This command will ask for an optional configPath parameter, which is the location of a yaml configuration file containing the options array to make the connection. The library comes with three sample configs, janusgraph.yaml, janusgraphcompose.yaml and azure-cosmosdb.yaml in the root folder.

The above command will recursively walk through our TwitterGraph/Graph directory and find all @Graph annotations to build a schema definition. Exceptions will be thrown if found; otherwise, it will start a Graph transaction to commit all properties, edges, and vertexes in one go or rollback on failure.

The same command will also ask whether you want to perform a dry run. If specified, instead of sending the commands over to a gremlin server, they’ll be dumped in a command.groovy file that you can inspect. For the Twitter example, these 26 lines are the commands that will be sent or dumped depending on your configuration (shown in janusgraph _self hosted).

mgmt = graph.openManagement()  
text = mgmt.makePropertyKey('text').dataType(String.class).cardinality(Cardinality.SINGLE).make()  
retweet_count = mgmt.makePropertyKey('retweet_count').dataType(Integer.class).cardinality(Cardinality.SINGLE).make()  
retweeted = mgmt.makePropertyKey('retweeted').dataType(Boolean.class).cardinality(Cardinality.SINGLE).make()  
created_at = mgmt.makePropertyKey('created_at').dataType(Date.class).cardinality(Cardinality.SINGLE).make()  
source = mgmt.makePropertyKey('source').dataType(String.class).cardinality(Cardinality.SINGLE).make()  
tweets_id = mgmt.makePropertyKey('tweets_id').dataType(Long.class).cardinality(Cardinality.SINGLE).make()  
name = mgmt.makePropertyKey('name').dataType(String.class).cardinality(Cardinality.SINGLE).make()  
screen_name = mgmt.makePropertyKey('screen_name').dataType(String.class).cardinality(Cardinality.SINGLE).make()  
description = mgmt.makePropertyKey('description').dataType(String.class).cardinality(Cardinality.SINGLE).make()  
followers_count = mgmt.makePropertyKey('followers_count').dataType(Integer.class).cardinality(Cardinality.SINGLE).make()  
verified = mgmt.makePropertyKey('verified').dataType(Boolean.class).cardinality(Cardinality.SINGLE).make()  
lang = mgmt.makePropertyKey('lang').dataType(String.class).cardinality(Cardinality.SINGLE).make()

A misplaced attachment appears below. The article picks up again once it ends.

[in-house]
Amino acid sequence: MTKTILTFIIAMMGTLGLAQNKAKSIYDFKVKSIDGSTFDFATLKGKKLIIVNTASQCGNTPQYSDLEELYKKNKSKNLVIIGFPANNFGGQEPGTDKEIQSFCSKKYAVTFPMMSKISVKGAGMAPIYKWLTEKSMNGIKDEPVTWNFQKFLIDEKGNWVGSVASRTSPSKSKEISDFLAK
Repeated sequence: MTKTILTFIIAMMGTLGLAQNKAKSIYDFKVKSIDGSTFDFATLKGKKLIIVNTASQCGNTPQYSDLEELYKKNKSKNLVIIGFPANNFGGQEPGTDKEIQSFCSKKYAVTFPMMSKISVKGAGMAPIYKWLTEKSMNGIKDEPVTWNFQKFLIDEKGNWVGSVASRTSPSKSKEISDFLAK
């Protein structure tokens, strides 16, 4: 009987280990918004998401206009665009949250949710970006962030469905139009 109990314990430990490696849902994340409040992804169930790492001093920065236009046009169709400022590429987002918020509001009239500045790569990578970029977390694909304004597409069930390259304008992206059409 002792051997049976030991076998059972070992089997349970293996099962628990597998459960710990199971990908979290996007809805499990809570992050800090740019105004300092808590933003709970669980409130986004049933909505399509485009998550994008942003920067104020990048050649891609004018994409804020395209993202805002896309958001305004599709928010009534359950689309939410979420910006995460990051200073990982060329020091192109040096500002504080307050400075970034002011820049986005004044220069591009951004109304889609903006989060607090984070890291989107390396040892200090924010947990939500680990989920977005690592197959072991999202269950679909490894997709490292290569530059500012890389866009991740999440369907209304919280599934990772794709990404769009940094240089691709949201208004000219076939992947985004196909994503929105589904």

users_id = mgmt.makePropertyKey('users_id').dataType(Long.class).cardinality(Cardinality.SINGLE).make()  
tweets = mgmt.makeVertexLabel('tweets').make()  
users = mgmt.makeVertexLabel('users').make()  
follows = mgmt.makeEdgeLabel('follows').multiplicity(MULTI).make()  
likes = mgmt.makeEdgeLabel('likes').multiplicity(MULTI).make()  
retweets = mgmt.makeEdgeLabel('retweets').multiplicity(MULTI).make()  
tweeted = mgmt.makeEdgeLabel('tweeted').multiplicity(ONE2MANY).make()  
mgmt.buildIndex('byTweetsIdComposite', Vertex.class).addKey(tweets_id).unique().indexOnly(tweets).buildCompositeIndex()  
mgmt.buildIndex('tweetsMixed',Vertex.class).addKey(tweets_id).addKey(text,Mapping.TEXT.asParameter()).addKey(retweet_count).addKey(created_at).addKey(retweeted).addKey(source,Mapping.STRING.asParameter()).indexOnly(tweets).buildMixedIndex("search")  
mgmt.buildIndex('byUsersIdComposite',Vertex.class).addKey(users_id).unique().indexOnly(users).buildCompositeIndex()  
mgmt.buildIndex('byScreenNameComposite',Vertex.class).addKey(screen_name).unique().indexOnly(users).buildCompositeIndex()  
mgmt.buildIndex('usersMixed',Vertex.class).addKey(users_id).addKey(name,Mapping.TEXTSTRING.asParameter()).addKey(screen_name,Mapping.STRING.asParameter()).addKey(description,Mapping.TEXT.asParameter()).addKey(followers_count).addKey(created_at).addKey(verified).addKey(lang,Mapping.STRING.asParameter()).indexOnly(users).buildMixedIndex("search")  
mgmt.commit()  

So, now that we have a valid schema setup, all we need is data. The Twitter API has great documentation on how to request such data. The Gremlin-OGM library comes bundled with a twitteroauth package (abraham/twitteroauth) as well as a prepared read-only Twitter app meant for testing the library and to help you get started.